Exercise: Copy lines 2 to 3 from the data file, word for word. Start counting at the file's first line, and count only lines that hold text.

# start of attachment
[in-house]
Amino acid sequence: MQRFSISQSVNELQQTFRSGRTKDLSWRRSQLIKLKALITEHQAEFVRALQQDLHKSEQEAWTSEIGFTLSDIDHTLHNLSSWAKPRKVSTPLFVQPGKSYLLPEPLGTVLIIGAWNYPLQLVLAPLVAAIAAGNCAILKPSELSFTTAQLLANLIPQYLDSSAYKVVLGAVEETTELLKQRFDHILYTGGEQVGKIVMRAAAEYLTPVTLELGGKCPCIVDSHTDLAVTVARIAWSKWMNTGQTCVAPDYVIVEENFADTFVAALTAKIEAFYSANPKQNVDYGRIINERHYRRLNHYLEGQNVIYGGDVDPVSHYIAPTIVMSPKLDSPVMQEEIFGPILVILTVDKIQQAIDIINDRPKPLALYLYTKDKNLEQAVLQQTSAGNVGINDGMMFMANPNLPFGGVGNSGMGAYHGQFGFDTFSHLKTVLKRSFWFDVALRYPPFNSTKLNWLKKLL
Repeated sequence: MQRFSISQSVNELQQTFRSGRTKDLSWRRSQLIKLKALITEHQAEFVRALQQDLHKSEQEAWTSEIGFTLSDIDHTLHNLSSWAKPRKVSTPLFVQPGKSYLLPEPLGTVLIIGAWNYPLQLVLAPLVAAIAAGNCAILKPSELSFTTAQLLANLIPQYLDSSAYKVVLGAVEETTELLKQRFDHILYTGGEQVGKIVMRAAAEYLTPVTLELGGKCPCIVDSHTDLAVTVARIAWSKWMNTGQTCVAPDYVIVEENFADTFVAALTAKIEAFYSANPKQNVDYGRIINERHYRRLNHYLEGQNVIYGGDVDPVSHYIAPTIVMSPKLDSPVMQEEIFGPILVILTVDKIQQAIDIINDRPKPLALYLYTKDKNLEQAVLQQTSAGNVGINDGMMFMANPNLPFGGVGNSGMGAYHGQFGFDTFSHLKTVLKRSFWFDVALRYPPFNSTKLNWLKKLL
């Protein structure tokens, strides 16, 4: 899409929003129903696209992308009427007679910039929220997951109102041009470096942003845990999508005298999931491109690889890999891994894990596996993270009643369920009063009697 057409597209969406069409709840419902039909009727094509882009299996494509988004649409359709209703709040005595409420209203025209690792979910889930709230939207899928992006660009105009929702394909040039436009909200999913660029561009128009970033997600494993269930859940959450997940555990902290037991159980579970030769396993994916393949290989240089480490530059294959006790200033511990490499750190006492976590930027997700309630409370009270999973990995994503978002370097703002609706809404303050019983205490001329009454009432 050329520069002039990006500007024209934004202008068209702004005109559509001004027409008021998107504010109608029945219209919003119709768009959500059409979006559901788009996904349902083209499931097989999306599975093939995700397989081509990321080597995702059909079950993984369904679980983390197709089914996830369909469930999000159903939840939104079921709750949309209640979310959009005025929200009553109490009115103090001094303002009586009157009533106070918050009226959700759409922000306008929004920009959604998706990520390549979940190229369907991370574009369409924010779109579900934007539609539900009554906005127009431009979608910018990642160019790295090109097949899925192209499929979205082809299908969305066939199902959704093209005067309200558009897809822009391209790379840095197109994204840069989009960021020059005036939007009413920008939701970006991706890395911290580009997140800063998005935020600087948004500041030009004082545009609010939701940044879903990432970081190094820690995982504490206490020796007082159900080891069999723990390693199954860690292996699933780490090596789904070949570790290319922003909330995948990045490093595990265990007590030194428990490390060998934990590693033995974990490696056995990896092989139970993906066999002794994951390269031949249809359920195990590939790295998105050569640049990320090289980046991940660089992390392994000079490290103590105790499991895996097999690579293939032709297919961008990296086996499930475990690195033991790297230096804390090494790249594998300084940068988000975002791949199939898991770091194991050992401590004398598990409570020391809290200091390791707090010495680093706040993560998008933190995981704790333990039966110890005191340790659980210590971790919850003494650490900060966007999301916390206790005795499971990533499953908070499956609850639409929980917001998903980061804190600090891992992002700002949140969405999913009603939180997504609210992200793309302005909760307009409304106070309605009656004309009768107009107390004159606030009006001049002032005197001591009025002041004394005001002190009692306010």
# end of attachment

Amino acid sequence: MQRFSISQSVNELQQTFRSGRTKDLSWRRSQLIKLKALITEHQAEFVRALQQDLHKSEQEAWTSEIGFTLSDIDHTLHNLSSWAKPRKVSTPLFVQPGKSYLLPEPLGTVLIIGAWNYPLQLVLAPLVAAIAAGNCAILKPSELSFTTAQLLANLIPQYLDSSAYKVVLGAVEETTELLKQRFDHILYTGGEQVGKIVMRAAAEYLTPVTLELGGKCPCIVDSHTDLAVTVARIAWSKWMNTGQTCVAPDYVIVEENFADTFVAALTAKIEAFYSANPKQNVDYGRIINERHYRRLNHYLEGQNVIYGGDVDPVSHYIAPTIVMSPKLDSPVMQEEIFGPILVILTVDKIQQAIDIINDRPKPLALYLYTKDKNLEQAVLQQTSAGNVGINDGMMFMANPNLPFGGVGNSGMGAYHGQFGFDTFSHLKTVLKRSFWFDVALRYPPFNSTKLNWLKKLL
Repeated sequence: MQRFSISQSVNELQQTFRSGRTKDLSWRRSQLIKLKALITEHQAEFVRALQQDLHKSEQEAWTSEIGFTLSDIDHTLHNLSSWAKPRKVSTPLFVQPGKSYLLPEPLGTVLIIGAWNYPLQLVLAPLVAAIAAGNCAILKPSELSFTTAQLLANLIPQYLDSSAYKVVLGAVEETTELLKQRFDHILYTGGEQVGKIVMRAAAEYLTPVTLELGGKCPCIVDSHTDLAVTVARIAWSKWMNTGQTCVAPDYVIVEENFADTFVAALTAKIEAFYSANPKQNVDYGRIINERHYRRLNHYLEGQNVIYGGDVDPVSHYIAPTIVMSPKLDSPVMQEEIFGPILVILTVDKIQQAIDIINDRPKPLALYLYTKDKNLEQAVLQQTSAGNVGINDGMMFMANPNLPFGGVGNSGMGAYHGQFGFDTFSHLKTVLKRSFWFDVALRYPPFNSTKLNWLKKLL